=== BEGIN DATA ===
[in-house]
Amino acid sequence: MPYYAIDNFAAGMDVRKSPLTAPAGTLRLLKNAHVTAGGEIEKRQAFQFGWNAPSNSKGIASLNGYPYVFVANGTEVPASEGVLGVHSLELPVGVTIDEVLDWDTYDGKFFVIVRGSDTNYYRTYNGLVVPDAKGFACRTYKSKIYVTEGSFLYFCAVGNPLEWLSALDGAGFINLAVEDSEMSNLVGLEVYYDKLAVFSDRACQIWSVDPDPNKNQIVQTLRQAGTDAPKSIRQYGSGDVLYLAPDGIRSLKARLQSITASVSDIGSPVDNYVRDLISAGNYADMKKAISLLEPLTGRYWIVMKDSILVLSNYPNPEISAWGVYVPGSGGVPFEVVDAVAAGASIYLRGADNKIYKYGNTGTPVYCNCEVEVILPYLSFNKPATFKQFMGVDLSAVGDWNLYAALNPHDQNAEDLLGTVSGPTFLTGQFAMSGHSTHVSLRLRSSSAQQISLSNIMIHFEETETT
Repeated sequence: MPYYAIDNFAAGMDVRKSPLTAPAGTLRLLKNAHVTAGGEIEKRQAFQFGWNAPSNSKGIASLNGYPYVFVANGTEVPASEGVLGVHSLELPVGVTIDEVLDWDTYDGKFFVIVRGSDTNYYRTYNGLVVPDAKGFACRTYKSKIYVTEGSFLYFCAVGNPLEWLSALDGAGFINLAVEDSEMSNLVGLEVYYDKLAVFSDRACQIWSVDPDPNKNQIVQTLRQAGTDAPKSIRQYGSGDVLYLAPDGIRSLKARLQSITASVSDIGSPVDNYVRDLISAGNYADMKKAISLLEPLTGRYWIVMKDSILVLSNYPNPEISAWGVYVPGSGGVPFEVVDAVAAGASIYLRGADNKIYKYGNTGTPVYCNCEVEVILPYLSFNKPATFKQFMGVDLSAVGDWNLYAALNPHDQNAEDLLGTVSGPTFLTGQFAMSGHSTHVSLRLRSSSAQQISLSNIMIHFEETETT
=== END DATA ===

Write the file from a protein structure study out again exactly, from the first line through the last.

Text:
[in-house]
Amino acid sequence: MPYYAIDNFAAGMDVRKSPLTAPAGTLRLLKNAHVTAGGEIEKRQAFQFGWNAPSNSKGIASLNGYPYVFVANGTEVPASEGVLGVHSLELPVGVTIDEVLDWDTYDGKFFVIVRGSDTNYYRTYNGLVVPDAKGFACRTYKSKIYVTEGSFLYFCAVGNPLEWLSALDGAGFINLAVEDSEMSNLVGLEVYYDKLAVFSDRACQIWSVDPDPNKNQIVQTLRQAGTDAPKSIRQYGSGDVLYLAPDGIRSLKARLQSITASVSDIGSPVDNYVRDLISAGNYADMKKAISLLEPLTGRYWIVMKDSILVLSNYPNPEISAWGVYVPGSGGVPFEVVDAVAAGASIYLRGADNKIYKYGNTGTPVYCNCEVEVILPYLSFNKPATFKQFMGVDLSAVGDWNLYAALNPHDQNAEDLLGTVSGPTFLTGQFAMSGHSTHVSLRLRSSSAQQISLSNIMIHFEETETT
Repeated sequence: MPYYAIDNFAAGMDVRKSPLTAPAGTLRLLKNAHVTAGGEIEKRQAFQFGWNAPSNSKGIASLNGYPYVFVANGTEVPASEGVLGVHSLELPVGVTIDEVLDWDTYDGKFFVIVRGSDTNYYRTYNGLVVPDAKGFACRTYKSKIYVTEGSFLYFCAVGNPLEWLSALDGAGFINLAVEDSEMSNLVGLEVYYDKLAVFSDRACQIWSVDPDPNKNQIVQTLRQAGTDAPKSIRQYGSGDVLYLAPDGIRSLKARLQSITASVSDIGSPVDNYVRDLISAGNYADMKKAISLLEPLTGRYWIVMKDSILVLSNYPNPEISAWGVYVPGSGGVPFEVVDAVAAGASIYLRGADNKIYKYGNTGTPVYCNCEVEVILPYLSFNKPATFKQFMGVDLSAVGDWNLYAALNPHDQNAEDLLGTVSGPTFLTGQFAMSGHSTHVSLRLRSSSAQQISLSNIMIHFEETETT